Sweet Caroline, It’s Coming Home… These songs have come back into fashion thanks to English football – Ouest-France evening edition


The England women’s team won Euro 2022 against Germany (2-1, ap) on Sunday July 31. During the competition, the 1969 song sweet carolina by the American artist Neil Diamond has become the anthem of the English, taken up in chorus by a whole stadium.

Sunday in London (United Kingdom), in front of Buckingham Palace, a few hours before the final of the Women’s Euro football match between England and Germany which is being played at Wembley, the musicians of the Queen’s Guard play an unusual tune in the yard. Exceptionally, sweet carolinaa 1969 song by American artist Neil Diamond, rises from the trumpets and other brass instruments of the royal guard orchestra, to encourage the players of the national team in search of their first title.

The video, broadcast on social networks by the royal family, reveals the extent of this music in England, a veritable anthem of the women’s team during the Euro (won by the Lionesses 2-1, after extra time ).

sweet carolina conquered the supporters with its heady rhythm and its simple words, in line with sporting emotions: “ Good Times Never Seemed So Good”, goes the chorus, literally: « Good times never seemed so good. » »

From baseball to soccer

The history of this tube is first American, since it is the anthem of the Boston Red Sox, a Major League baseball team. And its success owes a lot to chance. In 1997, an employee of Fenway Park, in charge of the musical atmosphere of the stadium, decided to play the title of Neil Diamond because one of his acquaintances had just had a baby, a little girl named Caroline. The reaction of the public is very positive.

But the song did not become an anthem until five years later, when Charles Steinberg became vice president of public affairs at the baseball club. By observing the reaction of the spectators to each passage of sweet carolina, he comes to the conclusion that this music has beneficial effects on player performance, transcended by the atmosphere. Today, the song is played in every game, during the penultimate inning, to produce an electric shock.

The melody has since crossed the Atlantic, to reappear regularly during darts or rugby competitions in England. In football, fans of Aston Villa or Chelsea have been singing Sweet Caroline for years, before it infused at the level of the men’s national team. Last year, a DJ at Wembley Stadium played the song after England’s semi-final victory over Germany at Euro 2021. It was a resounding success, leading to the experience being replicated for the team feminine.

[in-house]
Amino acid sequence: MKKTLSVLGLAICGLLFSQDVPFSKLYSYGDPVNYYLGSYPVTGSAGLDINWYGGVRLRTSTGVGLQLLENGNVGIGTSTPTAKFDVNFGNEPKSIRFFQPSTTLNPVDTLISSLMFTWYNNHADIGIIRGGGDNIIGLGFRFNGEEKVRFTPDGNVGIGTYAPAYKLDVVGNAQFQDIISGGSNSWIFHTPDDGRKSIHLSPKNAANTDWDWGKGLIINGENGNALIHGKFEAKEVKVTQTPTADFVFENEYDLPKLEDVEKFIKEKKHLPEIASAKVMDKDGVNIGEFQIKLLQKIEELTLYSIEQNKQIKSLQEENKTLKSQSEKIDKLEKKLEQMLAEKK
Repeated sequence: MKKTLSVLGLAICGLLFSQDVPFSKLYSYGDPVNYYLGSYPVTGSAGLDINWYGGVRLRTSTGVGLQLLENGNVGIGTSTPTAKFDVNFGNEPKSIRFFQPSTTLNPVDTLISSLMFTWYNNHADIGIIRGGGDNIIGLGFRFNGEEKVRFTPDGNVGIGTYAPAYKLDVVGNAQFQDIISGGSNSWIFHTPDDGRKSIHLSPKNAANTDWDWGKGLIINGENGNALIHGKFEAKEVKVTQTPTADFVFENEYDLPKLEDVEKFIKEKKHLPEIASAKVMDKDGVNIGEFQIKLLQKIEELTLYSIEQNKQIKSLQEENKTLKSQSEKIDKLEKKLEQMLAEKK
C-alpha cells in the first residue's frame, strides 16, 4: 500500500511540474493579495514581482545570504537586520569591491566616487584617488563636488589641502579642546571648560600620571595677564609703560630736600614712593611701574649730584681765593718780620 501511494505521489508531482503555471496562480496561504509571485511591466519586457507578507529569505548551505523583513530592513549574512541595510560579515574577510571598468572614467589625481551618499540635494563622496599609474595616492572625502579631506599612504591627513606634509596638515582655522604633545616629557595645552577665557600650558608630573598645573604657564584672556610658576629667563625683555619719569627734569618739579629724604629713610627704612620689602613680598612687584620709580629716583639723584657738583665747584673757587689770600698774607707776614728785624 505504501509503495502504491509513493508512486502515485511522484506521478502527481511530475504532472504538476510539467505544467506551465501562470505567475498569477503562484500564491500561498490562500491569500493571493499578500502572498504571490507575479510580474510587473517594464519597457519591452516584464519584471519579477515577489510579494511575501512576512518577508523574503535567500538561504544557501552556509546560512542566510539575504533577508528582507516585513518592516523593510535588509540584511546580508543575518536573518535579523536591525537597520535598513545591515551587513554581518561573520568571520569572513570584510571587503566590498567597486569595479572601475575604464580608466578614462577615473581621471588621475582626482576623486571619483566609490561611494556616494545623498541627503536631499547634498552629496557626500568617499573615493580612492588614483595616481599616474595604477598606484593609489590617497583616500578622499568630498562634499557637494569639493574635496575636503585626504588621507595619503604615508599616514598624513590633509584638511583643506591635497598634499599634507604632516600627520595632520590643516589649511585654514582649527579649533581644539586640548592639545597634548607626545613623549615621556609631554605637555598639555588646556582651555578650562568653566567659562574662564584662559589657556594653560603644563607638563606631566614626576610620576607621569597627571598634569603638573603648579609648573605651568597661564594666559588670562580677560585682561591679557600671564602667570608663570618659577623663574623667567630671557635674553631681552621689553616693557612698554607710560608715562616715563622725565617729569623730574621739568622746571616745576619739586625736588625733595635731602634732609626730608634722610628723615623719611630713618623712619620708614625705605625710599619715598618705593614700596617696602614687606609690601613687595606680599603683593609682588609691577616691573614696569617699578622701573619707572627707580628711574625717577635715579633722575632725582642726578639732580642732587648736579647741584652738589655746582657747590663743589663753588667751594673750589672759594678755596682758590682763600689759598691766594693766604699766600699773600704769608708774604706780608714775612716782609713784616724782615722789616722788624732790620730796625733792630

Singing as an element of identity

The English are not at their first attempt. The « Three Lions » men’s football team also has its unofficial anthem, which reappears at every major competition: It’s Coming Home, It’s Coming Home, Football’s Coming Home!

Released in 1996 by a trio of Ian Broudie and comedians David Baddiel and Frank Skinner, the title Three Lions looks back on the dashed hopes of his team’s past and the hope for new success.

The English love to hum the song in the stands. An English tradition of fan singing that also irrigates Premier League clubs. In the league, West Ham are screaming to the rhythm of I’m Forever Blowing Bubbles, Newcastle United cover the folk song Blaydon Races, while Southampton has its anthem When The Saints Come Marching In.

In an article for The Conversation , published in June 2021, Paul Carr, professor of popular music analysis at the University of South Wales, tries to answer the question: what makes a good football anthem? According to him, the songs in the stands “give fans a means by which they can not only express their love (or disdain) for a particular football club; but also their often complex relationship to a nation, a city, a social class or a collective identity. » These melodies are taken up by the crowd because “they sometimes have the power to capture the spirit of the times […], to recall our hopes, our expectations. »

Perhaps the most famous English song is You’ll Never Walk Alone (You will never walk alone, in French). It is the typical example of a stadium success with a strong symbol. Taken from a 1940s musical, the title made a strong comeback in 1963 with a version by Gerry and Pacemakers.

The Liverpool announcer then regularly broadcasts this success of the hit parade to ignite the stadium. The song gets its symbolic character in 1989, after the Hillsborough tragedy, which claimed the lives of 96 people. You’ll Never Walk Alone is then sung to commemorate the victims and is emotionally reinforced.

Read also: Mead, Popp, favorites present, the choice of stadiums… The tops and flops of Euro 2022

Singing in the stands is not an English exception, as shown by the return to the fore of the title of Gala Freed From Desire (1997), covered by the Northern Irish in honor of their striker Will Grigg’s on fire, at Euro 2016.

In France, it is difficult not to associate France’s victory at the 1998 World Cup with I Will Survive by Gloria Gaynor, or Bring the Cup Homefrom Vegedream, twenty years later.



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